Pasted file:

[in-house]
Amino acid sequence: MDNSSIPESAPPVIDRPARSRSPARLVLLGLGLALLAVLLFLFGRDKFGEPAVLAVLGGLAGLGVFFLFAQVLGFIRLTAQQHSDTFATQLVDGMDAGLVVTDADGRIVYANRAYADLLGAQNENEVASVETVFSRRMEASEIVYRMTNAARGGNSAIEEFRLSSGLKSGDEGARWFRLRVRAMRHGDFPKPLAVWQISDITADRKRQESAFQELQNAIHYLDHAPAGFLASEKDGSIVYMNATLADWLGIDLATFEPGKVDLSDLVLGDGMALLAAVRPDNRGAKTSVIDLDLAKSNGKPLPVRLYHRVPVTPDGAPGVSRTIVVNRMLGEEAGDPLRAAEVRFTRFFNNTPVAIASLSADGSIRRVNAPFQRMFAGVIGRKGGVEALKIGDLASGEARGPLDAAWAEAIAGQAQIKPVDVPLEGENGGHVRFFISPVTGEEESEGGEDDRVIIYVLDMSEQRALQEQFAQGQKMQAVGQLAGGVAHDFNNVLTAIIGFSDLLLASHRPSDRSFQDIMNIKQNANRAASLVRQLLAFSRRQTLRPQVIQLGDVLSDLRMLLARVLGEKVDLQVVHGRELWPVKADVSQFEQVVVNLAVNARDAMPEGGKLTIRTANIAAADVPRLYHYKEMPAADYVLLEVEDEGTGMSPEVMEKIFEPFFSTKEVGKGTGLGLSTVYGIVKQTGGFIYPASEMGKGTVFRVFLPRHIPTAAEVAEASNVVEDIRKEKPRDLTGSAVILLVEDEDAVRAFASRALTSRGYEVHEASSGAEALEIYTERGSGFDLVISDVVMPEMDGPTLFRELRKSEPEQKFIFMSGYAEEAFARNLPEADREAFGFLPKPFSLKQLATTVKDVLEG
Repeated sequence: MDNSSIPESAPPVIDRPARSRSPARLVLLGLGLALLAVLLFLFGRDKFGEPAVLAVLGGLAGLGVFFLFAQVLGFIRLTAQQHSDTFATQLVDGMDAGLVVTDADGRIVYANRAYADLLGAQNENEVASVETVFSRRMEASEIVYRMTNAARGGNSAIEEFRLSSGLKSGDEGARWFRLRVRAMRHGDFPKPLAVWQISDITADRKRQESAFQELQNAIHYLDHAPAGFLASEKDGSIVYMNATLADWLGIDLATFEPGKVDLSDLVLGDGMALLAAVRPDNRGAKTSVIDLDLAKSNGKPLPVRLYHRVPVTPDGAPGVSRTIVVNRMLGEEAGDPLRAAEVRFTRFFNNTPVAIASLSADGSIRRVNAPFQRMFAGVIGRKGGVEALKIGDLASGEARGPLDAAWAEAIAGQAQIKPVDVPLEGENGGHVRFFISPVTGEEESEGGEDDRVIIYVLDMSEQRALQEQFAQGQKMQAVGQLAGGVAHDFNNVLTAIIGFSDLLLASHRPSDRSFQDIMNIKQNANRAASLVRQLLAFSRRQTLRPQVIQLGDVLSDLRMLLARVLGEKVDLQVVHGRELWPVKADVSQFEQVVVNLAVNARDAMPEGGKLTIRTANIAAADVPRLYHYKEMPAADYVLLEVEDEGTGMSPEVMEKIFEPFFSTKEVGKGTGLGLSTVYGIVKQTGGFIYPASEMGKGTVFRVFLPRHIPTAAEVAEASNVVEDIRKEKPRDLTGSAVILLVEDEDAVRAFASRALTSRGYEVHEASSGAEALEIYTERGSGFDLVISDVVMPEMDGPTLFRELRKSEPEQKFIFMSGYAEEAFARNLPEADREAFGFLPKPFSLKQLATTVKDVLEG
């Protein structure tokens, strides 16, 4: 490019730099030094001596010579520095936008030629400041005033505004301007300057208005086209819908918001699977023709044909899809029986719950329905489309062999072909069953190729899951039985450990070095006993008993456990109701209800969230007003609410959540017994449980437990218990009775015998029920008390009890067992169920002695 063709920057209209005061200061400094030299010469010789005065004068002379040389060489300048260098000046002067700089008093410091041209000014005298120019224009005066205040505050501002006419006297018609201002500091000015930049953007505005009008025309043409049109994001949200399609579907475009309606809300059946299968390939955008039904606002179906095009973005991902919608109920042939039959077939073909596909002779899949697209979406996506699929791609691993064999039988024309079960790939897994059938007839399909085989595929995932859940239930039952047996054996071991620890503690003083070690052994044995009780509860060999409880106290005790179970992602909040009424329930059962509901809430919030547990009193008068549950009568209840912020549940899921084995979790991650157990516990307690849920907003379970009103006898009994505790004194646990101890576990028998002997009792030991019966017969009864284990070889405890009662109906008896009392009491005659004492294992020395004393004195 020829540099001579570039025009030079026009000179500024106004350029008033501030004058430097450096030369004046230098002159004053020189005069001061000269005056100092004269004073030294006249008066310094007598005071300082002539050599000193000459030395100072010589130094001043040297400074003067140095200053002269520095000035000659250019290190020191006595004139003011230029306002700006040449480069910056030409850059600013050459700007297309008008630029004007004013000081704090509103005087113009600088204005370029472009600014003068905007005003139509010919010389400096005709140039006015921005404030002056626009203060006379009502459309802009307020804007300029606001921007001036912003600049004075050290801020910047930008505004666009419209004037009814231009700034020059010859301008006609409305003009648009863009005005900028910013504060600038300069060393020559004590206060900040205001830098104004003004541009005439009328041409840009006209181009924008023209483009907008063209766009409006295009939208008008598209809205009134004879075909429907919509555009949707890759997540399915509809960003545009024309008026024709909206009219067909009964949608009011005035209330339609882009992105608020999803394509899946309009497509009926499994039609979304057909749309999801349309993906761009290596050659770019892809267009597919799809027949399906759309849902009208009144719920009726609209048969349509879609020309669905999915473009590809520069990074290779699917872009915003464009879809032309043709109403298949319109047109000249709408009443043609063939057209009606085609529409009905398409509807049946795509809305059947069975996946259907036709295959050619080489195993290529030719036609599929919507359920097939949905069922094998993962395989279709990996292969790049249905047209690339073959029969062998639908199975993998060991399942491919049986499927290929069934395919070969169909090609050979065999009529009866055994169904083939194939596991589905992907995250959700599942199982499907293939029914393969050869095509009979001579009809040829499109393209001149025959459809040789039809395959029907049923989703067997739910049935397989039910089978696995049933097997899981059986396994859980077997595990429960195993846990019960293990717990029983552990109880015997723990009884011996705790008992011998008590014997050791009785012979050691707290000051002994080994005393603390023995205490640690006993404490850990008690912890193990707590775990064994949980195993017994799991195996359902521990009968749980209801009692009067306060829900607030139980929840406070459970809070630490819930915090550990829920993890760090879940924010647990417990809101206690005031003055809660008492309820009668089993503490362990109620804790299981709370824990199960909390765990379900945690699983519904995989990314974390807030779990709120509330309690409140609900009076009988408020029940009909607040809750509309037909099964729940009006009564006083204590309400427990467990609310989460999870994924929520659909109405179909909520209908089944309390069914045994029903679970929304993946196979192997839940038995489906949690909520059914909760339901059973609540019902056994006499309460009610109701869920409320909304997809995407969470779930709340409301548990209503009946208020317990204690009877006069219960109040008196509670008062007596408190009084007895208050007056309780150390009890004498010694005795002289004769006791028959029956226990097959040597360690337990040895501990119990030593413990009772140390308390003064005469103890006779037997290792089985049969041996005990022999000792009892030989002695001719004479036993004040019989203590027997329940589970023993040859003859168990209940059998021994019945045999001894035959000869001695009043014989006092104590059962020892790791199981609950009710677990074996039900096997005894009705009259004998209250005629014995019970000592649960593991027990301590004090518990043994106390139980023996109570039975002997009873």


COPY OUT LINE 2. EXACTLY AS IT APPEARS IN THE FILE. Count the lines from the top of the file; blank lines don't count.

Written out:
Amino acid sequence: MDNSSIPESAPPVIDRPARSRSPARLVLLGLGLALLAVLLFLFGRDKFGEPAVLAVLGGLAGLGVFFLFAQVLGFIRLTAQQHSDTFATQLVDGMDAGLVVTDADGRIVYANRAYADLLGAQNENEVASVETVFSRRMEASEIVYRMTNAARGGNSAIEEFRLSSGLKSGDEGARWFRLRVRAMRHGDFPKPLAVWQISDITADRKRQESAFQELQNAIHYLDHAPAGFLASEKDGSIVYMNATLADWLGIDLATFEPGKVDLSDLVLGDGMALLAAVRPDNRGAKTSVIDLDLAKSNGKPLPVRLYHRVPVTPDGAPGVSRTIVVNRMLGEEAGDPLRAAEVRFTRFFNNTPVAIASLSADGSIRRVNAPFQRMFAGVIGRKGGVEALKIGDLASGEARGPLDAAWAEAIAGQAQIKPVDVPLEGENGGHVRFFISPVTGEEESEGGEDDRVIIYVLDMSEQRALQEQFAQGQKMQAVGQLAGGVAHDFNNVLTAIIGFSDLLLASHRPSDRSFQDIMNIKQNANRAASLVRQLLAFSRRQTLRPQVIQLGDVLSDLRMLLARVLGEKVDLQVVHGRELWPVKADVSQFEQVVVNLAVNARDAMPEGGKLTIRTANIAAADVPRLYHYKEMPAADYVLLEVEDEGTGMSPEVMEKIFEPFFSTKEVGKGTGLGLSTVYGIVKQTGGFIYPASEMGKGTVFRVFLPRHIPTAAEVAEASNVVEDIRKEKPRDLTGSAVILLVEDEDAVRAFASRALTSRGYEVHEASSGAEALEIYTERGSGFDLVISDVVMPEMDGPTLFRELRKSEPEQKFIFMSGYAEEAFARNLPEADREAFGFLPKPFSLKQLATTVKDVLEG